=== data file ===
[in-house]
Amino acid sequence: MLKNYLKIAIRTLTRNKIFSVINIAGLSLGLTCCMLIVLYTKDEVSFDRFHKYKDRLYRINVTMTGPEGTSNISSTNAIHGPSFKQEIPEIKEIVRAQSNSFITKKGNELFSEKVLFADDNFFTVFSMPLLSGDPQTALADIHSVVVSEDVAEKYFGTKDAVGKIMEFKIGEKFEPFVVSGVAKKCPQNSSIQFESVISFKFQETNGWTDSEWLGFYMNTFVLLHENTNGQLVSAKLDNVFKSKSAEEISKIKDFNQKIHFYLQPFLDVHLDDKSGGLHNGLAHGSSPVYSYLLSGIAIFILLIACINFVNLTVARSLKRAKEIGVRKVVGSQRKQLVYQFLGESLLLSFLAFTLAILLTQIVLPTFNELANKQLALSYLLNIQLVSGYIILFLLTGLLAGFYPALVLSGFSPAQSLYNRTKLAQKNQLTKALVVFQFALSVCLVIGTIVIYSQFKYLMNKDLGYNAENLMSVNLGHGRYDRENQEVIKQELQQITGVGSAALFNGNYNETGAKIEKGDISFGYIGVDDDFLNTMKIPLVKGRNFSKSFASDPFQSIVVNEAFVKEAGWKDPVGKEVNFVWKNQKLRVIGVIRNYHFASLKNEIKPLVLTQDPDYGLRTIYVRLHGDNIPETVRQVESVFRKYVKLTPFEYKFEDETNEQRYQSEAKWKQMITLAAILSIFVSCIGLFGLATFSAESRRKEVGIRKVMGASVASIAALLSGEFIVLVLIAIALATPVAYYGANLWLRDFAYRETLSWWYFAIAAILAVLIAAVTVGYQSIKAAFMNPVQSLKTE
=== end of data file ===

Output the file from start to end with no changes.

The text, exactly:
[in-house]
Amino acid sequence: MLKNYLKIAIRTLTRNKIFSVINIAGLSLGLTCCMLIVLYTKDEVSFDRFHKYKDRLYRINVTMTGPEGTSNISSTNAIHGPSFKQEIPEIKEIVRAQSNSFITKKGNELFSEKVLFADDNFFTVFSMPLLSGDPQTALADIHSVVVSEDVAEKYFGTKDAVGKIMEFKIGEKFEPFVVSGVAKKCPQNSSIQFESVISFKFQETNGWTDSEWLGFYMNTFVLLHENTNGQLVSAKLDNVFKSKSAEEISKIKDFNQKIHFYLQPFLDVHLDDKSGGLHNGLAHGSSPVYSYLLSGIAIFILLIACINFVNLTVARSLKRAKEIGVRKVVGSQRKQLVYQFLGESLLLSFLAFTLAILLTQIVLPTFNELANKQLALSYLLNIQLVSGYIILFLLTGLLAGFYPALVLSGFSPAQSLYNRTKLAQKNQLTKALVVFQFALSVCLVIGTIVIYSQFKYLMNKDLGYNAENLMSVNLGHGRYDRENQEVIKQELQQITGVGSAALFNGNYNETGAKIEKGDISFGYIGVDDDFLNTMKIPLVKGRNFSKSFASDPFQSIVVNEAFVKEAGWKDPVGKEVNFVWKNQKLRVIGVIRNYHFASLKNEIKPLVLTQDPDYGLRTIYVRLHGDNIPETVRQVESVFRKYVKLTPFEYKFEDETNEQRYQSEAKWKQMITLAAILSIFVSCIGLFGLATFSAESRRKEVGIRKVMGASVASIAALLSGEFIVLVLIAIALATPVAYYGANLWLRDFAYRETLSWWYFAIAAILAVLIAAVTVGYQSIKAAFMNPVQSLKTE